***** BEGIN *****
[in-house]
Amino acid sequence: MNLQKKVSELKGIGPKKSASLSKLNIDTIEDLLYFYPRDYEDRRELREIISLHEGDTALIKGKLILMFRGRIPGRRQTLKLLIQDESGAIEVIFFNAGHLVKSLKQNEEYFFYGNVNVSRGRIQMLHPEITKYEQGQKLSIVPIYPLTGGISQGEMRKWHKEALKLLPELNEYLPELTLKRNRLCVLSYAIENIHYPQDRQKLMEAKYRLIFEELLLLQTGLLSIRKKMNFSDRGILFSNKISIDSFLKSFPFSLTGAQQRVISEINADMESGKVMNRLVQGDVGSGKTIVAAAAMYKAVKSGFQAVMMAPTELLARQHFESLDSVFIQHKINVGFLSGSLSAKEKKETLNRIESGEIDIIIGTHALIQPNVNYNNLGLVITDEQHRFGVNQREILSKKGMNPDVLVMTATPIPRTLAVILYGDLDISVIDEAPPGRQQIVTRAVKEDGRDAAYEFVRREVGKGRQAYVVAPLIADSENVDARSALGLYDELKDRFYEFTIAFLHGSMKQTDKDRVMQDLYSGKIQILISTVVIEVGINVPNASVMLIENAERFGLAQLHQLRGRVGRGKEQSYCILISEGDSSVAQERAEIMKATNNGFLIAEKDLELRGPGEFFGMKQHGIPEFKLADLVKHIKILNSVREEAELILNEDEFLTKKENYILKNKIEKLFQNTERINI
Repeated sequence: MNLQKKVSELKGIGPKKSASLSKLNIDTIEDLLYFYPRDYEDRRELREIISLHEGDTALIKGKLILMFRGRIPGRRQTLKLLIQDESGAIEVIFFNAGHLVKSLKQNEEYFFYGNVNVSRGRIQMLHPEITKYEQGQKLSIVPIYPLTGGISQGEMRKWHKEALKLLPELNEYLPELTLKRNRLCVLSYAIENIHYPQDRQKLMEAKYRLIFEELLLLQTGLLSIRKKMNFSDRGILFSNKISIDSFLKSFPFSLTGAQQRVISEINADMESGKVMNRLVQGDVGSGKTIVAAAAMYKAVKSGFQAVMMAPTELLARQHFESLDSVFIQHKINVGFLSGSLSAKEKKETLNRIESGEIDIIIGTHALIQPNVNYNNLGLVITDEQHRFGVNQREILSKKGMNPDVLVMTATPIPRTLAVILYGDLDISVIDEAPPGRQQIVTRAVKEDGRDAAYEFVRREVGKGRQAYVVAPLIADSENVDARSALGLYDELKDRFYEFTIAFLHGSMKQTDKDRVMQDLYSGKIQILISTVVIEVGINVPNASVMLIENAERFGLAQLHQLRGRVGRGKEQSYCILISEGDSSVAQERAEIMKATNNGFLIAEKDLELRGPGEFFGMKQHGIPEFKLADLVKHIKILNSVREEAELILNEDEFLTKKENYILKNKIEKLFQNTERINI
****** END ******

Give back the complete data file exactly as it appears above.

[in-house]
Amino acid sequence: MNLQKKVSELKGIGPKKSASLSKLNIDTIEDLLYFYPRDYEDRRELREIISLHEGDTALIKGKLILMFRGRIPGRRQTLKLLIQDESGAIEVIFFNAGHLVKSLKQNEEYFFYGNVNVSRGRIQMLHPEITKYEQGQKLSIVPIYPLTGGISQGEMRKWHKEALKLLPELNEYLPELTLKRNRLCVLSYAIENIHYPQDRQKLMEAKYRLIFEELLLLQTGLLSIRKKMNFSDRGILFSNKISIDSFLKSFPFSLTGAQQRVISEINADMESGKVMNRLVQGDVGSGKTIVAAAAMYKAVKSGFQAVMMAPTELLARQHFESLDSVFIQHKINVGFLSGSLSAKEKKETLNRIESGEIDIIIGTHALIQPNVNYNNLGLVITDEQHRFGVNQREILSKKGMNPDVLVMTATPIPRTLAVILYGDLDISVIDEAPPGRQQIVTRAVKEDGRDAAYEFVRREVGKGRQAYVVAPLIADSENVDARSALGLYDELKDRFYEFTIAFLHGSMKQTDKDRVMQDLYSGKIQILISTVVIEVGINVPNASVMLIENAERFGLAQLHQLRGRVGRGKEQSYCILISEGDSSVAQERAEIMKATNNGFLIAEKDLELRGPGEFFGMKQHGIPEFKLADLVKHIKILNSVREEAELILNEDEFLTKKENYILKNKIEKLFQNTERINI
Repeated sequence: MNLQKKVSELKGIGPKKSASLSKLNIDTIEDLLYFYPRDYEDRRELREIISLHEGDTALIKGKLILMFRGRIPGRRQTLKLLIQDESGAIEVIFFNAGHLVKSLKQNEEYFFYGNVNVSRGRIQMLHPEITKYEQGQKLSIVPIYPLTGGISQGEMRKWHKEALKLLPELNEYLPELTLKRNRLCVLSYAIENIHYPQDRQKLMEAKYRLIFEELLLLQTGLLSIRKKMNFSDRGILFSNKISIDSFLKSFPFSLTGAQQRVISEINADMESGKVMNRLVQGDVGSGKTIVAAAAMYKAVKSGFQAVMMAPTELLARQHFESLDSVFIQHKINVGFLSGSLSAKEKKETLNRIESGEIDIIIGTHALIQPNVNYNNLGLVITDEQHRFGVNQREILSKKGMNPDVLVMTATPIPRTLAVILYGDLDISVIDEAPPGRQQIVTRAVKEDGRDAAYEFVRREVGKGRQAYVVAPLIADSENVDARSALGLYDELKDRFYEFTIAFLHGSMKQTDKDRVMQDLYSGKIQILISTVVIEVGINVPNASVMLIENAERFGLAQLHQLRGRVGRGKEQSYCILISEGDSSVAQERAEIMKATNNGFLIAEKDLELRGPGEFFGMKQHGIPEFKLADLVKHIKILNSVREEAELILNEDEFLTKKENYILKNKIEKLFQNTERINI